Clumsy adaptation of gripping novel will leave you cold
The Snowman (Cert 15, 119 mins)
There’s little chance of confusing Swedish director Tomas Alfredson’s The Snowman with the charming animated film that has been a Christmas TV staple for more than 30 years.
One is a perfect distillation of childhood wonder from the pages of Raymond Briggs’ book, the other is a ham-fisted detective yarn with ice rather than blood in its veins, adapted from a gripping novel by Jo Nesbo.
Based on the best-selling series featuring Norwegian detective Harry Hole, this clumsily constructed Snowman cannot muster a single flurry of tension over the course of two glacial hours that feel closer to three.
A mild case of frostbite might be favourable to shivering with boredom through Alfredson’s anaemic hunt for a diabolical serial killer. Dramatic momentum is frozen solid from the chilly opening frames, and Michael Fassbender’s lifeless lead performance as a grizzled detective battling alcoholism fails to thaw our sympathy.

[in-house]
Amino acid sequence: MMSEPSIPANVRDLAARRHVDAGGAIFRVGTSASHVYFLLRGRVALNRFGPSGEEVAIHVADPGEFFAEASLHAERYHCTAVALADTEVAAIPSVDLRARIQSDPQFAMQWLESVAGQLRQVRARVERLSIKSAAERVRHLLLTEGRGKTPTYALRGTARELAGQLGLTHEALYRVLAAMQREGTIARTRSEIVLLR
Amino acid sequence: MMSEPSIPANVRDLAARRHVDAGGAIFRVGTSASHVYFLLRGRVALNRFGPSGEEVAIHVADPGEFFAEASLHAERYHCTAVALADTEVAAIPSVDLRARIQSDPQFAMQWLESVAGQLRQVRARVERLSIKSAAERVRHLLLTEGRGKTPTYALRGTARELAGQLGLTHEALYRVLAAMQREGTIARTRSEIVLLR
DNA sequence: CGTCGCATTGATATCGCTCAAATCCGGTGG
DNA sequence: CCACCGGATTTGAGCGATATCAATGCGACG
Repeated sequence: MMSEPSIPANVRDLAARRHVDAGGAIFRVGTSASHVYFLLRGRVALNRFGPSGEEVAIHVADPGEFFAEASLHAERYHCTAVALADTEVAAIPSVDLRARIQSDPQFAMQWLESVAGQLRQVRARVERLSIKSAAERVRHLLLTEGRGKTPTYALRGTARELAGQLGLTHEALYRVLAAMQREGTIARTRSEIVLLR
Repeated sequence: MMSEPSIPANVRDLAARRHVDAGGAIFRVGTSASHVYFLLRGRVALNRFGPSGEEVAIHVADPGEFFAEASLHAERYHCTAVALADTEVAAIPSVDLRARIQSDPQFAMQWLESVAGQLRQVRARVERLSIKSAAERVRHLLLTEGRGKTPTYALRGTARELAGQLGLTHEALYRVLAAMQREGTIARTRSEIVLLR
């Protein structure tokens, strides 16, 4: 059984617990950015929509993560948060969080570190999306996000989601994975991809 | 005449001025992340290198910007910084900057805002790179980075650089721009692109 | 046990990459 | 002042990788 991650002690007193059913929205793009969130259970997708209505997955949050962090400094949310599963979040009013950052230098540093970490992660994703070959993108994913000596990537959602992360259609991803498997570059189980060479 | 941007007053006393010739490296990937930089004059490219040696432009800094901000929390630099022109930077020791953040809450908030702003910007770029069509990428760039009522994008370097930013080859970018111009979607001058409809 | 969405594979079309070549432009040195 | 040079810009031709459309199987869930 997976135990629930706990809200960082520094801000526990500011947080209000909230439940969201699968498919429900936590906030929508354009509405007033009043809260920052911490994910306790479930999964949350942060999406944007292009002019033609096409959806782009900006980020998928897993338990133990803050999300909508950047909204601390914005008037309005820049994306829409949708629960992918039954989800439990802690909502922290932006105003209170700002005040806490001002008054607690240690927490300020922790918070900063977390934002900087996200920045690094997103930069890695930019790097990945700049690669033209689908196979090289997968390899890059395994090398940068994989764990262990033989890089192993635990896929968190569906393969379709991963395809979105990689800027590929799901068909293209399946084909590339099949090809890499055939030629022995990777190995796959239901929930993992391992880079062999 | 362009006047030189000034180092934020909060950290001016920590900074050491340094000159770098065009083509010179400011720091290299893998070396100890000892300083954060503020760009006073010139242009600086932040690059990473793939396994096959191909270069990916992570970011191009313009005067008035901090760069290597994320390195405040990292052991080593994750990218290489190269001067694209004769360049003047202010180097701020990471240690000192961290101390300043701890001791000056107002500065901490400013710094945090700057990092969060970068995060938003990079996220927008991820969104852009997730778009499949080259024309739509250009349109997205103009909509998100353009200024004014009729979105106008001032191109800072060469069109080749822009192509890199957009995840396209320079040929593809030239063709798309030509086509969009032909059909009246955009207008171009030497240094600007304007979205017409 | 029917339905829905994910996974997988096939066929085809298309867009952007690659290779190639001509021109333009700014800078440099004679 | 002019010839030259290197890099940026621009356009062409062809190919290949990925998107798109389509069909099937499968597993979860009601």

Harry (Fassbender) is at the mercy of his addiction — his toxic relationship with the bottle negatively impacts his ability to function at work and he craves a complex case to quell his demons.
Stumbling into work in a bleary-eyed daze, Harry meets detective Katrine Bratt (Rebecca Ferguson), a recent transfer from Bergen. They are called to the home of Birte Becker (Sofia Helin), who has vanished shortly after an argument with her husband (James D’Arcy).
A creepy snowman stands facing the Becker house, and a trawl through police archives exhumes a series of unsolved cases involving mothers who disappeared or were murdered at the same time of year. However, the killer is one step ahead of Harry and Katrine. Unthinkably, Alfredson’s built an abominable Snowman.
Frozen: Rebecca Ferguson and Michael Fassbender